My Lords, I am afraid I do not wholly agree with my noble friend. The fact is that we have much to be grateful for ourselves, as do many overseas countries. Not only have we done much in the way of aid, and will continue to do so, but we have also done a great deal under the debt initiative of my right honourable friend the Chancellor of the Exchequer.

Lord Oram

My Lords, the Minister said that the figure of 0.28 quoted by my noble friend Lord Hatch has not been published. Is he not aware that it was given in a Written Answer in another place just before the Recess?

Lord Glenarthur

My Lords, I am afraid I was not. My information is that the figure for 1987 quoted by the noble Lord, Lord Hatch, was likely to be the case but that it had not been published. If it has been published, I apologise.

Lord Renton

My Lords, is my noble friend aware that the indebtedness of overseas governments in third world countries to Her Majesty's Government is also an important factor? When the President of France announced yesterday that one-third of the indebtedness to France was being remitted, he was merely following the excellent precedent set by Her Majesty's Government who, moreover, have reduced interest rates.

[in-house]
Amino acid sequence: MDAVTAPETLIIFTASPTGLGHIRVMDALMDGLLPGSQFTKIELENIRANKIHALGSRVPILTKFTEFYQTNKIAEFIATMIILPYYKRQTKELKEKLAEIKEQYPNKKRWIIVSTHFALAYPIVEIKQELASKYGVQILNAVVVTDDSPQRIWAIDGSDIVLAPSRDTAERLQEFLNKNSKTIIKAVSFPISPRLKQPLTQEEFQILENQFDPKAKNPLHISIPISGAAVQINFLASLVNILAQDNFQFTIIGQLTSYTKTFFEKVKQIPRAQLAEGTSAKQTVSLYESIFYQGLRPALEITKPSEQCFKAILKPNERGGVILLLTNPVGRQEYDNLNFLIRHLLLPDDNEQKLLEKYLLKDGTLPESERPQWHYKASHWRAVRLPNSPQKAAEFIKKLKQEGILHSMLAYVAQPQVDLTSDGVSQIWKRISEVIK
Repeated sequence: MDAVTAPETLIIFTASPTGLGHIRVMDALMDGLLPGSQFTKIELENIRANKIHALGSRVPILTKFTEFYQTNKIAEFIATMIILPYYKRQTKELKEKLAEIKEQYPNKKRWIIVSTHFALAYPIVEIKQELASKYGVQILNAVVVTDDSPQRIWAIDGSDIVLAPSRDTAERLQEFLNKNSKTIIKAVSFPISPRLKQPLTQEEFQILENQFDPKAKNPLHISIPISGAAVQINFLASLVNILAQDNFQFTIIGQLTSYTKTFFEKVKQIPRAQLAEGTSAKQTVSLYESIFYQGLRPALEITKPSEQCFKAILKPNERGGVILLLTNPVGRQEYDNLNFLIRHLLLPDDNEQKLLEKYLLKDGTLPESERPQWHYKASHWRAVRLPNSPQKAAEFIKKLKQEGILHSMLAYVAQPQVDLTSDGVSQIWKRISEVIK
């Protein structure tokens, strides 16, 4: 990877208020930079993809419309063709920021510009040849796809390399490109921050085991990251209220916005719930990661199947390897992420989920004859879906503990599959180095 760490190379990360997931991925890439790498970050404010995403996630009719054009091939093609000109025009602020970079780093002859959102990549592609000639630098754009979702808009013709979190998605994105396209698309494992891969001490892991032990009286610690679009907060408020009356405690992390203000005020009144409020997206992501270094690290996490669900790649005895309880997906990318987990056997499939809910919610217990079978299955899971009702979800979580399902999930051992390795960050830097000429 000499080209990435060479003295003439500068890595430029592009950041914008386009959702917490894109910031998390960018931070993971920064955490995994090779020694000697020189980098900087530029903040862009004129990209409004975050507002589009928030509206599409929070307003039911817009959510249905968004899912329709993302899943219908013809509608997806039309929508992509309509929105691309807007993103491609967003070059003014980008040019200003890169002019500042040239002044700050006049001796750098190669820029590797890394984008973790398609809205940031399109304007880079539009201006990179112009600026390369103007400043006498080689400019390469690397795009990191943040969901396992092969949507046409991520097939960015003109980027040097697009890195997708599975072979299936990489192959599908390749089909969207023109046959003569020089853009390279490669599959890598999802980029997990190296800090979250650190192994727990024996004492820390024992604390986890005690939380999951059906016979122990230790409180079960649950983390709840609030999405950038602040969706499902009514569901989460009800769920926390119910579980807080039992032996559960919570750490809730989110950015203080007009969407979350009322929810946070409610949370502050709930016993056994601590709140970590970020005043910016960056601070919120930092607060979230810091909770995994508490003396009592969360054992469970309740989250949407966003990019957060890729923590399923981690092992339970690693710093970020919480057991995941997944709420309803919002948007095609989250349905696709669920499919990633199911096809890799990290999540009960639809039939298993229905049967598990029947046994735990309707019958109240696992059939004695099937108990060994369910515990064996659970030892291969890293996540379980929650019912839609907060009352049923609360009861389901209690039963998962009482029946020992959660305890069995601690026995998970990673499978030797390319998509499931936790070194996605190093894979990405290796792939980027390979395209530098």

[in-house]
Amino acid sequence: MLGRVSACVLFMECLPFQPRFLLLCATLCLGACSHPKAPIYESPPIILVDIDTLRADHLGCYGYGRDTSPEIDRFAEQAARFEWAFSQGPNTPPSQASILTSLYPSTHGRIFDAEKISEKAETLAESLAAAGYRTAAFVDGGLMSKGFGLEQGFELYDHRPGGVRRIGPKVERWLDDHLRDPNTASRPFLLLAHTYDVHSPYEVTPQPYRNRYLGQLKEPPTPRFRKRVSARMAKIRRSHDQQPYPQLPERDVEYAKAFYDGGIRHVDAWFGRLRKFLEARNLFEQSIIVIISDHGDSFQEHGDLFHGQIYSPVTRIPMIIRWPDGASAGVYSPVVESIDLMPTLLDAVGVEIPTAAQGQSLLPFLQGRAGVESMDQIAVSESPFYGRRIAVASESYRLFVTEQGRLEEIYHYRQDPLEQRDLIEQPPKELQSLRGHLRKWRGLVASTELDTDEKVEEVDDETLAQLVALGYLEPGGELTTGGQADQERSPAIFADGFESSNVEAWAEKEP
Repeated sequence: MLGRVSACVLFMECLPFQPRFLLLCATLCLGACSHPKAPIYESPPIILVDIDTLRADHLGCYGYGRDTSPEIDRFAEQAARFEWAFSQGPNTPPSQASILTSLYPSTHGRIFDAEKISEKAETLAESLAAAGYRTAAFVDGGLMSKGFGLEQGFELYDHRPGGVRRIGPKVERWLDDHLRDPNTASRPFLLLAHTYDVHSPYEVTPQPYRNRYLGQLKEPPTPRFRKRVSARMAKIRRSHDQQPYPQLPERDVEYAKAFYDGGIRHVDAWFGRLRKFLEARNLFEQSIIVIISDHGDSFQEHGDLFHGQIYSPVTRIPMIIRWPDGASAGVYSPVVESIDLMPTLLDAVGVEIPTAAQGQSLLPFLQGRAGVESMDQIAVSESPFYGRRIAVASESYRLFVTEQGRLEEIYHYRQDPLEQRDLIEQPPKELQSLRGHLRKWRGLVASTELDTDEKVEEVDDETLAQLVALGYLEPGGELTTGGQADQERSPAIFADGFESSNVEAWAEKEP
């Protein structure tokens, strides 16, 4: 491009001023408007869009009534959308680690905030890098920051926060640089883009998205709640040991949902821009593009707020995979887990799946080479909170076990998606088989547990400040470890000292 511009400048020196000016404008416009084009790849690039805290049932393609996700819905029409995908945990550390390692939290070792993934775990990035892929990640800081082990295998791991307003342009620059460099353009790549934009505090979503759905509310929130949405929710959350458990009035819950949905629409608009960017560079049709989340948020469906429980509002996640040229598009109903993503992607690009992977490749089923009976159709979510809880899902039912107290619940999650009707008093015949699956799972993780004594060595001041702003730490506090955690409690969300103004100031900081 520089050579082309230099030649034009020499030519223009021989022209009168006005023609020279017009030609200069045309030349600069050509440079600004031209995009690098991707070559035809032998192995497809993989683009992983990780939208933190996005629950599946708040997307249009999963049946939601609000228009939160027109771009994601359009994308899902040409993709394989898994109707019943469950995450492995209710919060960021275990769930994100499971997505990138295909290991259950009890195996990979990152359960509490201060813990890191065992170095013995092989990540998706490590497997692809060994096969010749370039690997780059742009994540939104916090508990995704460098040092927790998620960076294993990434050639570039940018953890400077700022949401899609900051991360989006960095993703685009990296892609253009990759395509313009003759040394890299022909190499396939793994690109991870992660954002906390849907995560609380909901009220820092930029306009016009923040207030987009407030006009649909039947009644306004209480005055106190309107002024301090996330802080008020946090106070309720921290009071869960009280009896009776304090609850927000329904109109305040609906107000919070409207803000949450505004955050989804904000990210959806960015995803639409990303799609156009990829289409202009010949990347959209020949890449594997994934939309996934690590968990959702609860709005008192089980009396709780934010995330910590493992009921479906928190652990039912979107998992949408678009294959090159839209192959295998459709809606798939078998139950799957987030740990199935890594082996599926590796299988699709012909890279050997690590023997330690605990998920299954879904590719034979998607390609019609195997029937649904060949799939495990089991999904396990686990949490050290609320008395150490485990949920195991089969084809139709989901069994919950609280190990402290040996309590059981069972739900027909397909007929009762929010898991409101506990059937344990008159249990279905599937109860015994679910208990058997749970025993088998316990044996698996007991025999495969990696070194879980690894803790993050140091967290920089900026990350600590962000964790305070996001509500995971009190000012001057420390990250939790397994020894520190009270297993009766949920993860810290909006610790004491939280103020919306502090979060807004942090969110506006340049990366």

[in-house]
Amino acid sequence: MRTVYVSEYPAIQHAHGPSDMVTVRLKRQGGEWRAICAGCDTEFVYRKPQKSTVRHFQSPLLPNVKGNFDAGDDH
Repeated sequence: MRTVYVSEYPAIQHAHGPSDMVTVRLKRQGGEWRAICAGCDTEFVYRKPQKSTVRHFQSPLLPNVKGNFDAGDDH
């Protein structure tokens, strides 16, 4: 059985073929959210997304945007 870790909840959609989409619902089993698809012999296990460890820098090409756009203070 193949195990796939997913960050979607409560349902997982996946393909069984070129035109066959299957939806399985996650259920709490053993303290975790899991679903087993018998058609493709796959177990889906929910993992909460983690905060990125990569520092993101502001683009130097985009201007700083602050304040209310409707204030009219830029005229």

Lord Glenarthur

My Lords, my noble friend is right. My right honourable friend the Prime Minister received a letter from President Mitterrand yesterday setting out his proposals. Indeed, the Prime Minister expects to discuss them further when she meets the President tomorrow. At least one of the French alternative proposals, that creditors should lower interest rates on rescheduled debts, is close to the initiative already taken.

Baroness Macleod of Borve

My Lords, does my noble friend agree that not only do we give financial help to countries that are less well off than ourselves but we also send abroad people of particularly high quality to help such countries? Those countries much appreciate that.

Lord Glenarthur

My Lords, my noble friend is right. I have seen those people at work and I know the valuable input that they make.

Lord Hughes

My Lords, the Minister said that he did not wholly agree with the extraordinary views put forward by his noble friend. Can he perhaps tell us with which part of that supplementary question he did agree?

Lord Glenarthur

My Lords, my noble friend to some extent rightly pointed out that aid was an expensive item. I said to my noble friend—or words to this effect—that there are endless examples of where aid was extremely successful.